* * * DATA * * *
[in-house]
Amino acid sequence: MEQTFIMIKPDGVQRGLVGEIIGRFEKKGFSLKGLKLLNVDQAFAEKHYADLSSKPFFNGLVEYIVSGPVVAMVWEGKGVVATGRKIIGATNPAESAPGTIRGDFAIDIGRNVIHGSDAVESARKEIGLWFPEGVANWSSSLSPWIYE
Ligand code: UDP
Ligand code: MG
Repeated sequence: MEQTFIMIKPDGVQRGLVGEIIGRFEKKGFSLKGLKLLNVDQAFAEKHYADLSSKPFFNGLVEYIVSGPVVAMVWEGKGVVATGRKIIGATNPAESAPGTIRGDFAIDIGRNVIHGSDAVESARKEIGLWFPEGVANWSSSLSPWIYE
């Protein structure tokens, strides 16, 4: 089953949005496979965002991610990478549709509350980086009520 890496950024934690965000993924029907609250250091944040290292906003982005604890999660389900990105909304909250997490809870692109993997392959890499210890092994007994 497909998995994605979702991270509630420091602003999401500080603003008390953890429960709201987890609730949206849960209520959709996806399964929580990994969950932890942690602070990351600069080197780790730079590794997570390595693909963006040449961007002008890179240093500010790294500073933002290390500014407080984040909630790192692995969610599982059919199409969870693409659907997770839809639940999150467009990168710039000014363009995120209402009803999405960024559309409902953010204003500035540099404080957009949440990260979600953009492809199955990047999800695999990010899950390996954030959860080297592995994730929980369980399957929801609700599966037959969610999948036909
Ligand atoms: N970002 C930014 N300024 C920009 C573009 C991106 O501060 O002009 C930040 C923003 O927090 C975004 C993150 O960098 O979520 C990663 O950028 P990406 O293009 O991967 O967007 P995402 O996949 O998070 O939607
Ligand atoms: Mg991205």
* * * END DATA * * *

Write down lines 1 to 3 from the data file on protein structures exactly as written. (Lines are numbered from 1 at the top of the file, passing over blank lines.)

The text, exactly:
[in-house]
Amino acid sequence: MEQTFIMIKPDGVQRGLVGEIIGRFEKKGFSLKGLKLLNVDQAFAEKHYADLSSKPFFNGLVEYIVSGPVVAMVWEGKGVVATGRKIIGATNPAESAPGTIRGDFAIDIGRNVIHGSDAVESARKEIGLWFPEGVANWSSSLSPWIYE
Ligand code: UDP